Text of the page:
I got an interesting email from a reader, Mark Aisenberg, who offered up a really interesting theory concerning the Thunder retaining James Harden. Here it is:
“There is a lot of speculation on whether or not the Thunder will sign James Harden or not … but if we examine it closely and use some logic, we can see that Harden will NEVER hit (restricted free agency). If the Thunder were seriously considering a future with no James Harden, then they would’ve done the trade that Charlotte offered (second overall pick for James Harden). The second pick makes far less money and is an enormous asset. So if (Sam) Presti isn’t willing to pay Harden, then not trading Harden for the No. 2 overall pick was a COLOSSAL mistake. Presti dots every i and signs every t and he doesn’t make a colossal mistakes. Therefore, Harden will never hit (restricted free agency).”
Interesting theory. I don’t buy it, but it’s really interesting.
Here’s one reason I don’t buy it. If the Thunder is coming to grips with paying Harden the maximum, then there’s no great hurry to sign him. If you think you’re going to have to pay Harden $15 million a year, might as well wait until next summer, let him sign an offer sheet from someone, then match it. If you wait, you’re giving yourself a year to see what happens, both with Harden and with health and with team development and with market forces. If you’re going to pay Harden that much, no reason to do it now, other than make everyone from fans to Kevin Durant feel better.
And let me say, I have no idea if the Bobcats actually offered the No. 2 pick for Harden. Maybe they did. It’s a bad trade for both teams, though Charlotte is capable of bad trades.
But here’s why I don’t think rejection of that trade and the realization that Harden will have to be signed are related. Making that trade would have effectively removed the Thunder from NBA title contention in 2013. So there’s no way it was a colossal mistake, or a mistake of any kind, even if Harden remains unsigned. The Thunder is not a boom-or-bust organization; it will be prudent and will not go all in just for a shot at winning the championship. But neither would Presti trade away title contention at this point. The No. 2 pick in the draft is a great asset, as Aisenberg said, but not all No. 2 picks are created equal. Bradley Beal or Michael Kidd-Gilchrist are intriguing prospects, but we’re a long way from knowing if they are difference-makers.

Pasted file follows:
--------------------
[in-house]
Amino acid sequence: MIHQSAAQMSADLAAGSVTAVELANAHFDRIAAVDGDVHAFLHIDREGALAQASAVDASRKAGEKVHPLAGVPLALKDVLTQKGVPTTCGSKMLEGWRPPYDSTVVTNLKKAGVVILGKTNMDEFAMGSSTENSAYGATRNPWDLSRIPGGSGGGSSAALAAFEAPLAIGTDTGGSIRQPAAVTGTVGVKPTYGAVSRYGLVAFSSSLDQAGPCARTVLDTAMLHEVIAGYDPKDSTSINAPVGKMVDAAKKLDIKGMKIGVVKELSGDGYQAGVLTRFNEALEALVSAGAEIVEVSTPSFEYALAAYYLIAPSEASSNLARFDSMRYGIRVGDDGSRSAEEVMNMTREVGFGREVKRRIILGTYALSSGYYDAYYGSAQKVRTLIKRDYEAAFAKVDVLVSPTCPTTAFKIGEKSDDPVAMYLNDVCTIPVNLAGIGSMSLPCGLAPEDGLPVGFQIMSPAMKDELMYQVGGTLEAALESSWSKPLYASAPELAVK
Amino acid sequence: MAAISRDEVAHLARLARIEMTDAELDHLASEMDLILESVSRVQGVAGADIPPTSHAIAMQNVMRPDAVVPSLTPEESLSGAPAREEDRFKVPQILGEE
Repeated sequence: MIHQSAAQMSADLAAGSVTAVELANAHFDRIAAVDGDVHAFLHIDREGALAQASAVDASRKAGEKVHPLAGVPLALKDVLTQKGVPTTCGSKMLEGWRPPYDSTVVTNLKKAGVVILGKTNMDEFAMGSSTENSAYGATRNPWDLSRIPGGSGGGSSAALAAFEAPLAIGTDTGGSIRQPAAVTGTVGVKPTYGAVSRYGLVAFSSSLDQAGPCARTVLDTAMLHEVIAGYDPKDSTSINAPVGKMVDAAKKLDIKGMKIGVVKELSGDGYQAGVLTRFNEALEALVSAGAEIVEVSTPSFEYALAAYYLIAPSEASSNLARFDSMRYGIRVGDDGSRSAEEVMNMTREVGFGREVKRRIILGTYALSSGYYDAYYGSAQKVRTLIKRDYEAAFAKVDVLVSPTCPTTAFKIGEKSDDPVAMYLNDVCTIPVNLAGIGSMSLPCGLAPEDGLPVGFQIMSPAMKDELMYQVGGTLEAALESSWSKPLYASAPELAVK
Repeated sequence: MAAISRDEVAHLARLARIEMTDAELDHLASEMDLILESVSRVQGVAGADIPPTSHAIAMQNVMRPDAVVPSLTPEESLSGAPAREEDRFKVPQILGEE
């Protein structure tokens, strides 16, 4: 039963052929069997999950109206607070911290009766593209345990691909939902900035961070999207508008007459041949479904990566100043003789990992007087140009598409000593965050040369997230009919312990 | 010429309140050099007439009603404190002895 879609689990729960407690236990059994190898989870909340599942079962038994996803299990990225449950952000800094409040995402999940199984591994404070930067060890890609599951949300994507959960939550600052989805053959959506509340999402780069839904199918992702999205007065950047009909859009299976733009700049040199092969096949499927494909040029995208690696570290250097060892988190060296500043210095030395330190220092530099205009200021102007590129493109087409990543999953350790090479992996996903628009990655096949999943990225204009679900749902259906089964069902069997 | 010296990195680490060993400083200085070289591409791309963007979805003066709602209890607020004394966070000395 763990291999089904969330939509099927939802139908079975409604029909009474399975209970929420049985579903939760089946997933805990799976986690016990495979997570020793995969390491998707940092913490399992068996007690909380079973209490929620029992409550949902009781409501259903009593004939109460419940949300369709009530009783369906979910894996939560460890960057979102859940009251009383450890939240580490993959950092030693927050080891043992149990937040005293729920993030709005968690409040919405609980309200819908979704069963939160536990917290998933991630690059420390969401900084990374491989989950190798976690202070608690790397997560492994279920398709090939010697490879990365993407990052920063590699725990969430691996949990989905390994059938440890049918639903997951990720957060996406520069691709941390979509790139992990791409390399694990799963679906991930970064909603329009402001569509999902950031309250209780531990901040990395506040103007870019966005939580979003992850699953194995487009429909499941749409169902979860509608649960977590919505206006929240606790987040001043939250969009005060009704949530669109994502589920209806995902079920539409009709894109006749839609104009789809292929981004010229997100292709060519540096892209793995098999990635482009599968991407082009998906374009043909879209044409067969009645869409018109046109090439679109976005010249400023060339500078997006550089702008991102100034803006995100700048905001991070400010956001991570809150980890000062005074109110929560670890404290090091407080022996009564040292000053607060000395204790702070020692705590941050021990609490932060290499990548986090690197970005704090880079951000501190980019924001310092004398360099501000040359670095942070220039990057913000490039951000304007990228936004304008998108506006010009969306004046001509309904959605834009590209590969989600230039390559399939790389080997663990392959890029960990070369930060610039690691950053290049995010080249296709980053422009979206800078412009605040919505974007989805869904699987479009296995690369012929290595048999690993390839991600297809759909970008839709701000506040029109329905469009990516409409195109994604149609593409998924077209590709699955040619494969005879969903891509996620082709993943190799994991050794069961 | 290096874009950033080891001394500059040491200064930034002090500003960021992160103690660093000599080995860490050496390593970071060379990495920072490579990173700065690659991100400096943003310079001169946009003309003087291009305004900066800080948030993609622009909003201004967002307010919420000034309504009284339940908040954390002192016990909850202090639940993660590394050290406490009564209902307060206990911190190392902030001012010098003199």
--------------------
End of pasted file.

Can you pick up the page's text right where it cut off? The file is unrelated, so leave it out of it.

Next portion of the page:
And here’s why I really think the theory loses water. It’s not an either or. If Presti rejected the Bobcat offer, it wasn’t because he decided the Thunder would keep Harden no matter what. If you follow the NBA, you know some franchises just can’t sit still. They always are tinkering. If you’re not careful, you start thinking all NBA organizations act that way — or should.
But some franchises practice stability. The Spurs are the best example, and we know that Presti has patterned the Thunder after the Spurs. Patience is a virtue. Presti doesn’t mind waiting. Failure to do one thing does not mean Presti will automatically do another. In June, the Thunder did not know the market for Harden or, particularly, Serge Ibaka. Presti also didn’t know what Harden might take to stay in OKC and Presti still might not know that.
I hope Aisenberg is right and Harden signs a contract extension. But I see no way the Thunder can offer Harden the maximum $15 million a year, the luxury tax would be too steep, and without a max offer, negotiations ensue, with no way of knowing for sure the end result.